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The Privacy "Movement"

posted by:Marc Rotenberg // 11:29 PM // July 19, 2005 // Digital Activism and Advocacy

So, I am often asked whether there is a privacy "movement," like the environmental movement or the civil rights movement. The short answer is "no." Privacy is too diffuse, there are too many issues, and too much change to find the clear historical milestones and political achievements that helped to define earlier movements. Still, it is worth taking a moment to recognize some of the people who have had enormous success bringing public attention to privacy concerns. At the top of my list would be Simon Davies, the founder of Privacy International. It is hard to say exactly what makes Simon the brilliant organizer that he is. He is wonderful with the press, lacks pretense, and enjoys drinking with his friends when he is not battling Big Brother. Credit Simon with the ingenious Big Brother Awards and an extraordinary campaign taking place right now in Britain against the national ID card. Many international organizations have large budgets, fancy offices, and a decent cappuccino machine. Privacy International has Simon Davies, Gus Hosein, Dave Banisar, and a few other privacy stalwarts. If history is smart, it will side with them.

There are a lot of people I should know by name but I don't. I will say that when I sit down each year to review the draft of our annual Privacy and Human Rights report, I am struck by the courage and the decency of people all around the world who find a way to express their views about privacy, to join with others, and to make real political change. I think about teachers in South Korea who opposed a database on schoolchildren, activists in Peru who stopped the installation of camera surveillance, protesters in Germany who stood up against RFID, and local officials in Japan who objected to the creation of a national ID card.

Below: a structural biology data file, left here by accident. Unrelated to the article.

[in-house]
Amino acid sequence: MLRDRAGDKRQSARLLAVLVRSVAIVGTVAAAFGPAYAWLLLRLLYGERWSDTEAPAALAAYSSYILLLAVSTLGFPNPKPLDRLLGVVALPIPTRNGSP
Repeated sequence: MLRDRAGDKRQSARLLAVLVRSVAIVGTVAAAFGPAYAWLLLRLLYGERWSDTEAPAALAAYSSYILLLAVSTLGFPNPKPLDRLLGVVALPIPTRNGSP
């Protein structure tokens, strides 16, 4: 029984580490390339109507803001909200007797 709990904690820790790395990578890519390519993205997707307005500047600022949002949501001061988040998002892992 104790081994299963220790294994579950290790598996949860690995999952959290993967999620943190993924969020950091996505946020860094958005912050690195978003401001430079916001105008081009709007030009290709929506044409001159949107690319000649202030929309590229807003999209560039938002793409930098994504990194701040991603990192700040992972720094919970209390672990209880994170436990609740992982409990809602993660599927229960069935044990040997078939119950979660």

Maybe there are many privacy movements. And maybe that is as it should be.

Good night. I'll be back tomorrow.


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I get your point but I guess it depends on how you define movement. Seems to me that democratic action is episodic, and people often self-organize around privacy issues at the grass roots. The Canadian equivalent to Germany's 1983 census protest was when 60,000 Canadians filed access to information requests to protest the federal government's longitudinal labour file (a database containing on average 600 pages of data on every Canadian and then some - they placed dead Canadians under surveillance too, for good measure ;-)). In the Canadian context, that's a lot of "movement" to build on, or at least to feel hopeful about.

Posted by: Val Steeves at July 22, 2005 10:42 AM

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